The 10 Most Important Things to Know when Immigrating to Argentina
We understand how stressful moving to a new country can be for a single person or a family. These 10 points will help ease the transition.
1 The Argentine immigration system is one of the easiest and friendliest to navigate plus it’s a fairly inexpensive process. You will need documentation, but that usually means your birth certificate and country ID (visa)
2 Unemployment is around 9% in Argentina. Just like the US, jobs with better pay and benefits tend to go to citizens of the country. Lower paying jobs are plentiful if you’re willing to work your way up.
3 The school year in Argentina runs from March to December and lasts about 200 days. Schools are closed for national holidays, such as Good Friday and Easter, and two weeks in July for vacation. At the secondary level, students are offered a wide variety of courses, vocational and professional. In Argentina, we are distinguished by the UBA (University of Buenos Aires) internationally renowned for its educational system and competitiveness. Students there can pursue degrees in medicine, psychology, engineering, law, economics and more. The traditional university degree is awarded after five or six years of full-time study in a specialized field.
4 Mercer, the multinational consultancy, which specializes in advising multinational companies in employee transfers, ranked Argentina 2nd in their list of the 20 best cities in Latin America. The criteria they used looked at 39 factors divided into 10 categories, including political and economic environment, sociocultural status, hygiene, educational institutions, leisure, housing, the market, and natural disasters.
5 Argentina has one of the best public transportation systems in Latin America. Buses, trains, subways and tram (premetro) make it easy to get around. Purchasing a SUBE card will grant you access to any public transport. Taxis or Uber’s are readily available as well.
Flat and with many cycle lanes, Buenos Aires is the perfect city for exploring on two wheels. With over 130 km of bicycle lanes and a free public bicycle sharing system (Ecobici), cycling is a great way both to explore the city
Buenos Aires is serviced by 2 airports, Ministro Pistarini international airport (usually called Ezeiza and abbreviated EZE) and the Jorge Newbery metropolitan airport (abbreviated AEP).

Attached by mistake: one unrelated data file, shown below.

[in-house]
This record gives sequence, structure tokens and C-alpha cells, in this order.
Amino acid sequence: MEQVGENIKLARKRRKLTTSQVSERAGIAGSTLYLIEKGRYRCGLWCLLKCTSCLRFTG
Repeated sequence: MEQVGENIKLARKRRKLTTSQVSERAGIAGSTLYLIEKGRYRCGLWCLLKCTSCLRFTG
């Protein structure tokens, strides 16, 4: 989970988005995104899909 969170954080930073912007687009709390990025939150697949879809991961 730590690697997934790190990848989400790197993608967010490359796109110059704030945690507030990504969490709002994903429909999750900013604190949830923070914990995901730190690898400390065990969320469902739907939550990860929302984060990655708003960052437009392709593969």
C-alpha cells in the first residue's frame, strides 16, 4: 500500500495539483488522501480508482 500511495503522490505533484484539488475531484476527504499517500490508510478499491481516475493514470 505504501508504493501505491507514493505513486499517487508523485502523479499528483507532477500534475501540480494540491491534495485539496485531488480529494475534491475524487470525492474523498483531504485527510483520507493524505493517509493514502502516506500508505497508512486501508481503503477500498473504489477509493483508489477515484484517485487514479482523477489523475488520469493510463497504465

6 Housing can be a challenge. Although many unique options exist like shared room rentals and student accommodations, rents are considered high. Expect to be asked for 3 different salary stubs or providing a proprietary guarantee. High rise living is more common than house living in the cities. Most people would agree you should start your housing search early,
7 Argentina is known for Buenos Aires (literally means “good air”), Tango, Steak (try Asado de tira) , Wine (most notably our Malbecs), and Merienda (4th meal, something along the lines of brunch)
Buenos Aires is considered a world destination city with a wide range cultural and artistic offerings. Renown restaurants abound, the Argentine food is very different from its neighbors, influenced by Spanish and Italian ingredients but all food cultures are represented, we have the most advanced cinema in Latin America (cinemark hoyts), and amazing ecological reserves such as the Costanera Sur Ecological Reserve. You can not be bored in Argentina..
8 In Latin America, the Argentine people have very progressive equal rights and are receptive to diverse lifestyles. Gender equality and same-sex marriage are protected, in fact Argentina has passed the most progressive gender identity legislation in existence.
9 Argentina is very friendly and open to foreigners. Argentines are friendly, curious, and engaging. Argentines have a strong sense of community so it’s common to see people chatting on the street corner or in cafes. A common sentiment is that there is always room for one more, they are always ready to make you feel at home.
10 Argentina has one of the most modern and accessible public health systems in Latin America. The quality is very high and professional. Argentina provides free or highly subsidized health services to around 50% of people in Argentina, including both nationals and foreigners. Medical, hospital, dental and palliative care, rehabilitation, prosthetics and medical transport are free of charge. When you use the public health system, medications are also free.